I’m a reformed editor stalker. At least that’s what the state shrink has declared in my case.
Actually, following the career of my dream editor, Don D’Auria, turned out to be a pretty smart career move. When I talk to people about writing and getting published, I encourage this kind of behavior. And if you want to be a horror writer, Don is the man you should make a point to follow.
When I was a wanna be writer and tried and true reader, I hoovered horror novels like they were dust bunnies. The 80’s was an absolute horror boom, with tons of great and oodles of bad books, all waiting for my little eyeballs. Things slowed down a bit in the early 90’s. Finding books by authors other than King, Koontz, Barker and Saul was like searching for the holy grail or my last shaker of salt.
And then came Don (you can sing that to the theme from Maude). The first time I spotted a Leisure paperback in the horror section of my local bookstore (yes, there were still shelves dedicated to horror in the mid-90’s), I fell in love. In the front, or back, of all these wonderful books, I saw a common denominator – they all thanked their editor, this mythical dude named Don D’Auria. I wondered, who is this guy who’s bringing me great works by writers like Richard Laymon, Jack Ketchum, Brian Keene, Tim Lebbon, Sephera Giron, Hugh B. Cave, Douglas Clegg, Graham Masterson, John Everson, Bryan Smith, Tim Waggoner and so many more? Talk about an eye for talent! As far as I was concerned, Don had an almost supernatural ability to find the brightest and the best, the old and the new.
When I set out to write my own horror novel, I did so with the express intention to write it for Don and Don only. I sent it to him at Leisure and waited…for years. Eventually, he offered me a contract with Leisure. Alas, the company imploded as I was signing, so I waited (while standing on the ledge of a tall building) until Don moved to Samhain, where he took me along for the ride. It’s been beyond my wildest expectations ever since.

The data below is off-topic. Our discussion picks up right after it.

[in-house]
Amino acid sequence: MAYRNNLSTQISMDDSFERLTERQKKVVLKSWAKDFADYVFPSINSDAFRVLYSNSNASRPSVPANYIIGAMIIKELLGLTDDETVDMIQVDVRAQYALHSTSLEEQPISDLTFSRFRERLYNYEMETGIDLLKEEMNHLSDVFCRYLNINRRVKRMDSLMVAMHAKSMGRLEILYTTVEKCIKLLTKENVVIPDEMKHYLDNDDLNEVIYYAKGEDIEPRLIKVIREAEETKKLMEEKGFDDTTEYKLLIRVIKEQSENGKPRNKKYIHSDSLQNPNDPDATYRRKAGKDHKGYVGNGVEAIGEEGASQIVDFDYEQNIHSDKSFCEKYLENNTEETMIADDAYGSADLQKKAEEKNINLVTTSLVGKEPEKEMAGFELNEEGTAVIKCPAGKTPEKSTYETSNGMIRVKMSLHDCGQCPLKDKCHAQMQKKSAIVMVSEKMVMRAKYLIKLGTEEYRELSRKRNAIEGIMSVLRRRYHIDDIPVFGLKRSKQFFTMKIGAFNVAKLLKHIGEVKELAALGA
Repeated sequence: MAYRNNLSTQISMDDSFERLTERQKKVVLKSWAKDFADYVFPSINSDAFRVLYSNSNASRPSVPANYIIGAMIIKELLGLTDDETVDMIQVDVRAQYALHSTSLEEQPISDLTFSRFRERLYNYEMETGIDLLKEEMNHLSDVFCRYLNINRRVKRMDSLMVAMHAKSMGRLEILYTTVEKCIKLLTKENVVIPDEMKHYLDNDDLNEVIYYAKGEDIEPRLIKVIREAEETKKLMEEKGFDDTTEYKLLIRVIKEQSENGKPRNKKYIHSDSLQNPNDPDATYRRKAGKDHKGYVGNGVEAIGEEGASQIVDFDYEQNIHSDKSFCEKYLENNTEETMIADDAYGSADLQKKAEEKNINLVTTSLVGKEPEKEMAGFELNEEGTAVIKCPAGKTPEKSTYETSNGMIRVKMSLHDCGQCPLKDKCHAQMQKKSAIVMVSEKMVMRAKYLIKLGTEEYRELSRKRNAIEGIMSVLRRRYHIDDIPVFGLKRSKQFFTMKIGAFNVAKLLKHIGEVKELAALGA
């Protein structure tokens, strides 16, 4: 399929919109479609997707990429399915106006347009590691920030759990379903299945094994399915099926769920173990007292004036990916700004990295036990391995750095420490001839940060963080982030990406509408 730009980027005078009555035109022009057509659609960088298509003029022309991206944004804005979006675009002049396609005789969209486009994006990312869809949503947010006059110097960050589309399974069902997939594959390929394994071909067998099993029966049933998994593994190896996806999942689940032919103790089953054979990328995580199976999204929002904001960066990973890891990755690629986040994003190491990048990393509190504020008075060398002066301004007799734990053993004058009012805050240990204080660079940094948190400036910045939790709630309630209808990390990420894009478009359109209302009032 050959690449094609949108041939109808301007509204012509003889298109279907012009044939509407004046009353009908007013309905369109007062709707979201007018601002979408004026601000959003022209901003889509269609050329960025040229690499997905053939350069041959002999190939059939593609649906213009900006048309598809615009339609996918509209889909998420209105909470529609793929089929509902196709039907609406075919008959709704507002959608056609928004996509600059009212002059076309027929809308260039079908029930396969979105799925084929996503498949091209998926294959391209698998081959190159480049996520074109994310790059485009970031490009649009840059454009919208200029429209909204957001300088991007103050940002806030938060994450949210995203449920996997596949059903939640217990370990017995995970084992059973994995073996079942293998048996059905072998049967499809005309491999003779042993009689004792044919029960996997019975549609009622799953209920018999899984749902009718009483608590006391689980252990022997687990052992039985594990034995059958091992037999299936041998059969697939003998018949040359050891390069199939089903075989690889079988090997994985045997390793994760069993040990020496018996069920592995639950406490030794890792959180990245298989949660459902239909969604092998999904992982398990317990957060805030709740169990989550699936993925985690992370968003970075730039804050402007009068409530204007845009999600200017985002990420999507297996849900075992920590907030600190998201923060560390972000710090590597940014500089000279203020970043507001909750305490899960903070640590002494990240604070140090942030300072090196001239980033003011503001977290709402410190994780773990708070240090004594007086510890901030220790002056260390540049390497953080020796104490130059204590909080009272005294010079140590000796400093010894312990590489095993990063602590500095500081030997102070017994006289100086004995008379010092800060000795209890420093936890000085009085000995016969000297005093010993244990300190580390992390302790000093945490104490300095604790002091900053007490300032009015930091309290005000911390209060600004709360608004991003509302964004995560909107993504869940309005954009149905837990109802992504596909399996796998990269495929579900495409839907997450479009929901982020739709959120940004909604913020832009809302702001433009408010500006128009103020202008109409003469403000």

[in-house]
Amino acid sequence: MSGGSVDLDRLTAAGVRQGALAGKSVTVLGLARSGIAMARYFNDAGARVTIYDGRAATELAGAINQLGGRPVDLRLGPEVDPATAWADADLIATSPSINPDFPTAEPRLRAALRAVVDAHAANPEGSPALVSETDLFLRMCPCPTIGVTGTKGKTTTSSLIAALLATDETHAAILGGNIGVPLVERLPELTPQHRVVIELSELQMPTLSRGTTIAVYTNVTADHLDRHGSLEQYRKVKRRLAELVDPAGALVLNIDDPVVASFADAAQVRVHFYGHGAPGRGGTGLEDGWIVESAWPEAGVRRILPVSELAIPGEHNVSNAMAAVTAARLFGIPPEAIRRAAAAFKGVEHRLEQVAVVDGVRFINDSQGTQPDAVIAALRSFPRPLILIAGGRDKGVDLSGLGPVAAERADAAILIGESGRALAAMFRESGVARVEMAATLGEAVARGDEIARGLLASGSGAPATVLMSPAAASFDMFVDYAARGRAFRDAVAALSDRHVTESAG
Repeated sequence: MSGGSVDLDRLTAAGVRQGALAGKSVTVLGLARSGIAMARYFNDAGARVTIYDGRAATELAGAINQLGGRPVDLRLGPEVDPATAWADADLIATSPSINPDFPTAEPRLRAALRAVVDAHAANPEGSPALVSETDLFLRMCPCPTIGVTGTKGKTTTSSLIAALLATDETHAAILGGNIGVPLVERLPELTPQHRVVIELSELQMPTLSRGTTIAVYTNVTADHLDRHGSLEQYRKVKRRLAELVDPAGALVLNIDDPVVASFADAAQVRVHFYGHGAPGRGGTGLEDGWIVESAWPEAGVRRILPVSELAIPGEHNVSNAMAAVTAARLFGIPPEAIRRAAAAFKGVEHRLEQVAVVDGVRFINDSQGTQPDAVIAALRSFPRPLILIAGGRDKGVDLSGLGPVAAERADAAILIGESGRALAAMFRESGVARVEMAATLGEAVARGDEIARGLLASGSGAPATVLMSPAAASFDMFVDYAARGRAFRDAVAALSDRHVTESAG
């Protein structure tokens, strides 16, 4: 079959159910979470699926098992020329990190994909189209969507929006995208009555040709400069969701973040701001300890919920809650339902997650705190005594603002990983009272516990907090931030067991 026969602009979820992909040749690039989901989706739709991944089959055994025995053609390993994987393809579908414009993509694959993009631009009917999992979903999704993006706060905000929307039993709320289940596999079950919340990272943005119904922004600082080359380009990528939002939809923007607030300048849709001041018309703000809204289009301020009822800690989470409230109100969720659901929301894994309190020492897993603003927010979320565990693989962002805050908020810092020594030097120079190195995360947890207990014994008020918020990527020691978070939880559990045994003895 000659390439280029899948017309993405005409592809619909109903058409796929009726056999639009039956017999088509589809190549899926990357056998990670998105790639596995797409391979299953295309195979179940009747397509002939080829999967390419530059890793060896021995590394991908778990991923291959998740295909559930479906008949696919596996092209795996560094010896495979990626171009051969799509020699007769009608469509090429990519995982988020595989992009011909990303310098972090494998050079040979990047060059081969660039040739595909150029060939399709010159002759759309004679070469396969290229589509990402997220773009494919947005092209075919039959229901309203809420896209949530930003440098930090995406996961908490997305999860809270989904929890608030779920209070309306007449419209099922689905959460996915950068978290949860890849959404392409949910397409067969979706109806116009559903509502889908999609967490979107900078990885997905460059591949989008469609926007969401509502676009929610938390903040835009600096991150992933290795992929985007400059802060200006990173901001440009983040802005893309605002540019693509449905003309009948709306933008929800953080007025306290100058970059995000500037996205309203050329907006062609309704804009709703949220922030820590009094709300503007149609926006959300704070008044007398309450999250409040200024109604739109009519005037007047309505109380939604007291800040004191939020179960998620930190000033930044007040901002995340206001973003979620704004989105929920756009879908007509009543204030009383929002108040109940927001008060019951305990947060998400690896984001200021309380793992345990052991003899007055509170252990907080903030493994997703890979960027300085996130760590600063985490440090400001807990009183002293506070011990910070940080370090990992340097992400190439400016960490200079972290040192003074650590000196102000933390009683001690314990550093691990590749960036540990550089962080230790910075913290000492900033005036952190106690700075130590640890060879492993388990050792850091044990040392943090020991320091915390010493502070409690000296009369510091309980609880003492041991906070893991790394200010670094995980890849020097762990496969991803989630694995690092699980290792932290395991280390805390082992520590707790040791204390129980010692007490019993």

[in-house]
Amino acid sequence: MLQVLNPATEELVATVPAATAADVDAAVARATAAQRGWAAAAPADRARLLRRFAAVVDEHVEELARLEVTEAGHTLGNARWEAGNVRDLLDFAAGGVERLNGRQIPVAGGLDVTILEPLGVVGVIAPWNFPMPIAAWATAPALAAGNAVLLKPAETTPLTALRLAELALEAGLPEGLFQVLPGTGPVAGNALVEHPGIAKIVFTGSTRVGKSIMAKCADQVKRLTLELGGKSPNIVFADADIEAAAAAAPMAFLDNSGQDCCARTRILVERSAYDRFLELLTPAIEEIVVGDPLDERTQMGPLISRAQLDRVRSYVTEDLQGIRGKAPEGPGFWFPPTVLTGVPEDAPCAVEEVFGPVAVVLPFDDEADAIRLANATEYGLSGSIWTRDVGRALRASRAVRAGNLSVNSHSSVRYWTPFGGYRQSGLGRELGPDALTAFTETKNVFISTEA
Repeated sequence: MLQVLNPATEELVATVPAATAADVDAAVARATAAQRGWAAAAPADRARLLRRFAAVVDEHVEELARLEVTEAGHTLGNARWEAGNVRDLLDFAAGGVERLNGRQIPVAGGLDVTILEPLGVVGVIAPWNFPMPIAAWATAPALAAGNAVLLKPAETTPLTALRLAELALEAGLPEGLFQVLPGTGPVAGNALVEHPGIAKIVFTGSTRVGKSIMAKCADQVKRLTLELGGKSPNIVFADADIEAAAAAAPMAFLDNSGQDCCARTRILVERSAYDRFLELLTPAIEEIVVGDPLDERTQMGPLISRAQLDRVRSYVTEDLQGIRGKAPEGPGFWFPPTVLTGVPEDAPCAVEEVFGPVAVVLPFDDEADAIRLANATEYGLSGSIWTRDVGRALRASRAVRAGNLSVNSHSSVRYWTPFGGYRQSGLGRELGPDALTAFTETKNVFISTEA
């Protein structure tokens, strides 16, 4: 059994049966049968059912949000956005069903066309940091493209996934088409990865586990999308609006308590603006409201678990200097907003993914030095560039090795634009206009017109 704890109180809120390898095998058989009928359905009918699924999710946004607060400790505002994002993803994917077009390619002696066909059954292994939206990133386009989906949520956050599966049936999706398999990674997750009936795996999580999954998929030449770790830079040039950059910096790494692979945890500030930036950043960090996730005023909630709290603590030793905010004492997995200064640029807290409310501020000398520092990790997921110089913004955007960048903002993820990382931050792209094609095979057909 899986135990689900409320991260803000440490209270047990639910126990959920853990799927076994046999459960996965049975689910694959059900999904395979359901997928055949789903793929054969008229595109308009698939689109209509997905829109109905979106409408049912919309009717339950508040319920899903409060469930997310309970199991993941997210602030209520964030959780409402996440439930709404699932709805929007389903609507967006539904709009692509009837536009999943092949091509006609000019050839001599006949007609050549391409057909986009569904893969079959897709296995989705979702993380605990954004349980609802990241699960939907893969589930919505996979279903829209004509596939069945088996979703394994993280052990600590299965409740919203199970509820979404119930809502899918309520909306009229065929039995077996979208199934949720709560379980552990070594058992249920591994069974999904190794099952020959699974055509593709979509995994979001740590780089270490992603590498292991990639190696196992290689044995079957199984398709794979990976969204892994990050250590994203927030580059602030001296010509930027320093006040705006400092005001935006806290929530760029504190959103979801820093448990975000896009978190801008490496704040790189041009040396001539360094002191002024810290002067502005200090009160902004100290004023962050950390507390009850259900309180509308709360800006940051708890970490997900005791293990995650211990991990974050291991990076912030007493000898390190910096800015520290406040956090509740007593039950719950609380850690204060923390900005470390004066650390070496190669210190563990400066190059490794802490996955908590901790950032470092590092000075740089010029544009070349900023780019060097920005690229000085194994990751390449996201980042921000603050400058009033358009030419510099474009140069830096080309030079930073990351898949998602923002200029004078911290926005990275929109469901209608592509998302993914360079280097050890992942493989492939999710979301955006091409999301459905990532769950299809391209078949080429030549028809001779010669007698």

I remember the first time I met Don face to face at a Horrorfind convention. The Samhain authors were making their con debut at a booth right where attendees checked in. Man, was I nervous. I was expecting this imposing Max Perkins character to come waltzing in. I did a lot of dry swallowing waiting for him to show. Turns out, he was one of the most down to earth, unassuming guys I’d ever met. I still couldn’t shake my fan boy apprehension during that con. He was the guy who rescued me from the slush pile. I owed him my entire budding career!
We discovered that we lived close to one another during that con, and made it a point to meet for drinks one night. That was many nights and martinis/beers ago. Don isn’t just my editor. He’s a true friend, a brother from another mother who grew up on Chiller Theatre and Famous Monsters Magazine. We’re two kids who get to play on the same field as the greats who shaped our passion. Sometimes, while we’re talking about Vincent Price movies or getting Barbara Crampton’s autograph, I feel like I have to pinch myself. How many people get to work with their dream editor? And of those, how many can call that person a true friend? I’m one lucky bastard.
As Samhain turns 10 this month, I want to thank Don for all he’s done for not just me, but all the lost boys and girls of the horror line. To show my undying thanks, I even tattooed their logo on my arm. Don’s portrait is next! :)
I think the best way to talk about this past Horrorfind Weekend is to roll with the random thoughts and pictures. So, here’s what’s dripping out of the old brain pan, 24 hours after we departed our little horror shangri-la.
Attendance wasn’t as, shall we say, robust as it has been in the past. However, that doesn’t mean there wasn’t a lot going on. This was my first time at Horrorfind as a guest. I was at the Samhain horror table with 7 other talented authors. All of them were as nice as can be (not evil, devil worshipping sex maniacs like people think horror writers are) and it made me realize I’m in some stellar company. Big time twisted love to Brian Moreland, Ron Malfi, Mick Ridgewell, John Everson, Damien Walters Grintalis, David Bernstein and Russell James. You don’t need to be a psychic to know the future of horror is right here at Samhain.